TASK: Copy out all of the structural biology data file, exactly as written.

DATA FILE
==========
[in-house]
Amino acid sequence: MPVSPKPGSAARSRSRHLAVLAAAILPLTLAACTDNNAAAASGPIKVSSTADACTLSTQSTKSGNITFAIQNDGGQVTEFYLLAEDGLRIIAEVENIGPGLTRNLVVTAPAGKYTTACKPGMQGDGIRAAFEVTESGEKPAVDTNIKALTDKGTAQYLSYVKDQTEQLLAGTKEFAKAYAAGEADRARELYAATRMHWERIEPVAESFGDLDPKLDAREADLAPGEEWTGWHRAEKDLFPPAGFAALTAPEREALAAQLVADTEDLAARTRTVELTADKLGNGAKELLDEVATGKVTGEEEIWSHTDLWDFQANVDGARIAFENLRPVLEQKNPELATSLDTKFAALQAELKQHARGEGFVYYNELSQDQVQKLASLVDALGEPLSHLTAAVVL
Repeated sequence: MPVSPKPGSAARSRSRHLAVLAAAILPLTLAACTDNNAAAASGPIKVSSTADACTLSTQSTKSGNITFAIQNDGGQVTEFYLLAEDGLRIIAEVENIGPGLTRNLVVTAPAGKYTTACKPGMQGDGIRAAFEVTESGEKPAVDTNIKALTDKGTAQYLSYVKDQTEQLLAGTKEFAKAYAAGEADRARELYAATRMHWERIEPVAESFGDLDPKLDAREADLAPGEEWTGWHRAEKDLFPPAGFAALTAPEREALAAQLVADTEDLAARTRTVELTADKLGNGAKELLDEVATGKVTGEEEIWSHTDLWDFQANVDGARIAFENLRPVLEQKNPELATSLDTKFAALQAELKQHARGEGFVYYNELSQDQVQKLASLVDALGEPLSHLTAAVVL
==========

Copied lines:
[in-house]
Amino acid sequence: MPVSPKPGSAARSRSRHLAVLAAAILPLTLAACTDNNAAAASGPIKVSSTADACTLSTQSTKSGNITFAIQNDGGQVTEFYLLAEDGLRIIAEVENIGPGLTRNLVVTAPAGKYTTACKPGMQGDGIRAAFEVTESGEKPAVDTNIKALTDKGTAQYLSYVKDQTEQLLAGTKEFAKAYAAGEADRARELYAATRMHWERIEPVAESFGDLDPKLDAREADLAPGEEWTGWHRAEKDLFPPAGFAALTAPEREALAAQLVADTEDLAARTRTVELTADKLGNGAKELLDEVATGKVTGEEEIWSHTDLWDFQANVDGARIAFENLRPVLEQKNPELATSLDTKFAALQAELKQHARGEGFVYYNELSQDQVQKLASLVDALGEPLSHLTAAVVL
Repeated sequence: MPVSPKPGSAARSRSRHLAVLAAAILPLTLAACTDNNAAAASGPIKVSSTADACTLSTQSTKSGNITFAIQNDGGQVTEFYLLAEDGLRIIAEVENIGPGLTRNLVVTAPAGKYTTACKPGMQGDGIRAAFEVTESGEKPAVDTNIKALTDKGTAQYLSYVKDQTEQLLAGTKEFAKAYAAGEADRARELYAATRMHWERIEPVAESFGDLDPKLDAREADLAPGEEWTGWHRAEKDLFPPAGFAALTAPEREALAAQLVADTEDLAARTRTVELTADKLGNGAKELLDEVATGKVTGEEEIWSHTDLWDFQANVDGARIAFENLRPVLEQKNPELATSLDTKFAALQAELKQHARGEGFVYYNELSQDQVQKLASLVDALGEPLSHLTAAVVL